“There’s a human element to this business and to the game and it is the most important thing,” Heat coach Erik Spoelstra said. “The connection, your spirit, your emotions, everybody getting on the same page, and just seeing Dwyane back here with the guys there was a tangible boost in the energy today in the shootaround.”

Wade is Miami’s third-leading scorer this season at 14.3 points per game. He was in his best stretch of the season when he got the call that his daughter was coming a few weeks earlier than planned.

He said he felt the frustration level his team was going through during their current slide, and he tried to keep in touch via texts and phone calls. Wade kept up conditioning while in Los Angeles, but knows it’ll take a little time to get back to the level of a few weeks ago.

“I was so excited for my daughter to come, but I was like, ‘Baby, you know, your dad was playing in a rhythm. You could have waited a little while,'” Wade said. “I was just getting my legs under me, but great things happened to make me miss time, and now I’m back.”

The baby was born via a surrogate, which is one of the reasons why Wade felt taking a brief paternity leave was necessary.

Parents of surrogate-carried babies are told the first few days after the birth are critical to forging deep bonds with their child. Lots of skin-to-skin contact and talking to the baby helps with the bonding.

So Wade needed time, and the Heat supported the plan.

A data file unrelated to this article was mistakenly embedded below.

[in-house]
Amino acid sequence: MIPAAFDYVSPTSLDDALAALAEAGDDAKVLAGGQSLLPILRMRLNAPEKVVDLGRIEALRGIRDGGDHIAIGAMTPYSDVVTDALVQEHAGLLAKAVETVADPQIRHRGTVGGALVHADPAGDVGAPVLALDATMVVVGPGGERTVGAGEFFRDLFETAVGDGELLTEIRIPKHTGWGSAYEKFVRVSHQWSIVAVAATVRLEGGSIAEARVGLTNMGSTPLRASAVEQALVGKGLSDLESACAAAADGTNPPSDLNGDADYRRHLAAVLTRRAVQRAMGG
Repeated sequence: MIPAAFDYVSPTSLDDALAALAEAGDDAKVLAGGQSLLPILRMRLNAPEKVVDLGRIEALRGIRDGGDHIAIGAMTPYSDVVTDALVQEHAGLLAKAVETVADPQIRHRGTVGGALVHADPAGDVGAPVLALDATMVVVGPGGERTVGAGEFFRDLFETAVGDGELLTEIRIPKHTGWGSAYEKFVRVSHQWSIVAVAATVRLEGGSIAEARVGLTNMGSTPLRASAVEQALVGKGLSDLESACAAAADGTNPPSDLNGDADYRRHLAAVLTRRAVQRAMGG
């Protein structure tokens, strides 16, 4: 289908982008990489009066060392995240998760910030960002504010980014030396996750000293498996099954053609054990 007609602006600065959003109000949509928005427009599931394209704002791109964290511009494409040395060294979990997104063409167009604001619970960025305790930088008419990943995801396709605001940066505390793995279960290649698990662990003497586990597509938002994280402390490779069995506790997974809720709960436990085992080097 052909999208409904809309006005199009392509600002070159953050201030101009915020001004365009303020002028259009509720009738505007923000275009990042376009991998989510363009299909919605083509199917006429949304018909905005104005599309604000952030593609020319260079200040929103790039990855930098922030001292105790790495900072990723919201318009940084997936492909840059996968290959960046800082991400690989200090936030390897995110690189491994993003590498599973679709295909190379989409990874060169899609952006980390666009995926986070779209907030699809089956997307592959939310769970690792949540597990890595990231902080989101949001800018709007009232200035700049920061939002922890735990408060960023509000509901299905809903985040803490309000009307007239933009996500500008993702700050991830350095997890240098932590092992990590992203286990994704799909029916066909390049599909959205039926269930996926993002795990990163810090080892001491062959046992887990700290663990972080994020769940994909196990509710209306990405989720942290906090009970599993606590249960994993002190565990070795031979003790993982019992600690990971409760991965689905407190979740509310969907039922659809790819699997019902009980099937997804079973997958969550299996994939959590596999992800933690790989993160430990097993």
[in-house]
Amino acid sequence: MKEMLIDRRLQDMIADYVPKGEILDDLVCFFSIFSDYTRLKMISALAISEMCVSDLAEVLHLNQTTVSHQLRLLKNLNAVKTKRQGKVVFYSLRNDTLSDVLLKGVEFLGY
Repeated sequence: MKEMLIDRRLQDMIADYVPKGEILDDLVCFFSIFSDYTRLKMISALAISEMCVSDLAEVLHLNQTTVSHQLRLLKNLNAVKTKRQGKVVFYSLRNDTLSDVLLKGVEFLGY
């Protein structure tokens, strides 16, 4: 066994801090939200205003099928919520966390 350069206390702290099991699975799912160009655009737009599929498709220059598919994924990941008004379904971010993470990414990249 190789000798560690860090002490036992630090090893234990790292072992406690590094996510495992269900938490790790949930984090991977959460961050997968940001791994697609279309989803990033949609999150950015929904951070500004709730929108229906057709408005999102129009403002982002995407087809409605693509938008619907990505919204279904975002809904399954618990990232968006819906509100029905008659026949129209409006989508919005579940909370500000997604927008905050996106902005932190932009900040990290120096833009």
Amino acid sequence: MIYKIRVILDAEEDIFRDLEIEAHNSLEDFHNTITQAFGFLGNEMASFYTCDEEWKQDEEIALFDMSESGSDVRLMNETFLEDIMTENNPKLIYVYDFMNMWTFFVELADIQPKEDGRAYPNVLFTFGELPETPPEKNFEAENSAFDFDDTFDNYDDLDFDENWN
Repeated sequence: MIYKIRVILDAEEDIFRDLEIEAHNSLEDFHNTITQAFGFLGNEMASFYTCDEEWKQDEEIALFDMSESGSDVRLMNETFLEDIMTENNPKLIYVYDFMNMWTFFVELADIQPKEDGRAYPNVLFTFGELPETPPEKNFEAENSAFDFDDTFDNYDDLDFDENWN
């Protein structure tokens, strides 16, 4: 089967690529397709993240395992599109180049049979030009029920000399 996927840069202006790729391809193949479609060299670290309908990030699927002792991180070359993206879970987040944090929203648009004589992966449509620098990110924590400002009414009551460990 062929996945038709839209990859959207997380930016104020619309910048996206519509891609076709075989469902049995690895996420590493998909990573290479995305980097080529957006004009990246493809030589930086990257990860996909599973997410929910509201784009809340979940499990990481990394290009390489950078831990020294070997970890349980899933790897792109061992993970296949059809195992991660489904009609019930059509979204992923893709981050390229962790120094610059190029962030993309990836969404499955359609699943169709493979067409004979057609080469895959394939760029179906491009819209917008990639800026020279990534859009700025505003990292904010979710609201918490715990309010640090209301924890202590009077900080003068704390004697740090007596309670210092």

“So much of this league is mood of the team and confidence,” Heat guard Josh Richardson said. “With him back, we’re definitely a lot more confident moving forward.”

Union-Wade – who revealed she had nine miscarriages in her 2017 book “We’re Going to Need More Wine” – has taken time off work to bond with the new arrival. She’s been filming an upcoming project in Los Angeles, and when she’s back on the set, Kaavia James will be close by.

“She was working right up until we got the call,” Wade said. “When she goes back, my daughter will be going back to the set with her. Her trailer is fit for everything, the baby’s safety, everything. So our baby will be there with her when she’s at work.”

Wade strongly considered retirement during the offseason because of the baby’s arrival, not making the decision to return until just before training camp in September. He questioned whether it was fair to his wife and their family to still be playing and traveling while raising a baby.

He also wondered if he could handle being away from his daughter for long stretches.

“We went through a lot to get here,” Wade said. “My family had to come first right now.”